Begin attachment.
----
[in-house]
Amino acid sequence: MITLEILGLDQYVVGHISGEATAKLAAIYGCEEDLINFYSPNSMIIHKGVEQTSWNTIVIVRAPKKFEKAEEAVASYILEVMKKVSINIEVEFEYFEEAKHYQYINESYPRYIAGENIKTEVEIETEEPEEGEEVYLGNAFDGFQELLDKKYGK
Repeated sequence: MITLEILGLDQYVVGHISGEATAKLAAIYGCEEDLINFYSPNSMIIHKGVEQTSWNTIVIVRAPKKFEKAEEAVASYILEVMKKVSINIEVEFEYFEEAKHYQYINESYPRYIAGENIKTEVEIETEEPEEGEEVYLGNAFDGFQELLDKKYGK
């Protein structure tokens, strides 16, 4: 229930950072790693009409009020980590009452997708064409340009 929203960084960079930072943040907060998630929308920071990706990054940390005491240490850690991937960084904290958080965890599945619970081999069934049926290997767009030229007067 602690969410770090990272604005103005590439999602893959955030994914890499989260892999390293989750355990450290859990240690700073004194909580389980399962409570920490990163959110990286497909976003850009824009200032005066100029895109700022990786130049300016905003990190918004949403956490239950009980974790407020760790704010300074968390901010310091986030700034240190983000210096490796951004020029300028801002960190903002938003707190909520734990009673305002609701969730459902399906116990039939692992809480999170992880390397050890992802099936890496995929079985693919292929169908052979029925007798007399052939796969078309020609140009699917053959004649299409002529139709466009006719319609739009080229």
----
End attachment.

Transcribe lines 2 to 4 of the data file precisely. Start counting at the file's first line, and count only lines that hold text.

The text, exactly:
Amino acid sequence: MITLEILGLDQYVVGHISGEATAKLAAIYGCEEDLINFYSPNSMIIHKGVEQTSWNTIVIVRAPKKFEKAEEAVASYILEVMKKVSINIEVEFEYFEEAKHYQYINESYPRYIAGENIKTEVEIETEEPEEGEEVYLGNAFDGFQELLDKKYGK
Repeated sequence: MITLEILGLDQYVVGHISGEATAKLAAIYGCEEDLINFYSPNSMIIHKGVEQTSWNTIVIVRAPKKFEKAEEAVASYILEVMKKVSINIEVEFEYFEEAKHYQYINESYPRYIAGENIKTEVEIETEEPEEGEEVYLGNAFDGFQELLDKKYGK
């Protein structure tokens, strides 16, 4: 229930950072790693009409009020980590009452997708064409340009 929203960084960079930072943040907060998630929308920071990706990054940390005491240490850690991937960084904290958080965890599945619970081999069934049926290997767009030229007067 602690969410770090990272604005103005590439999602893959955030994914890499989260892999390293989750355990450290859990240690700073004194909580389980399962409570920490990163959110990286497909976003850009824009200032005066100029895109700022990786130049300016905003990190918004949403956490239950009980974790407020760790704010300074968390901010310091986030700034240190983000210096490796951004020029300028801002960190903002938003707190909520734990009673305002609701969730459902399906116990039939692992809480999170992880390397050890992802099936890496995929079985693919292929169908052979029925007798007399052939796969078309020609140009699917053959004649299409002529139709466009006719319609739009080229």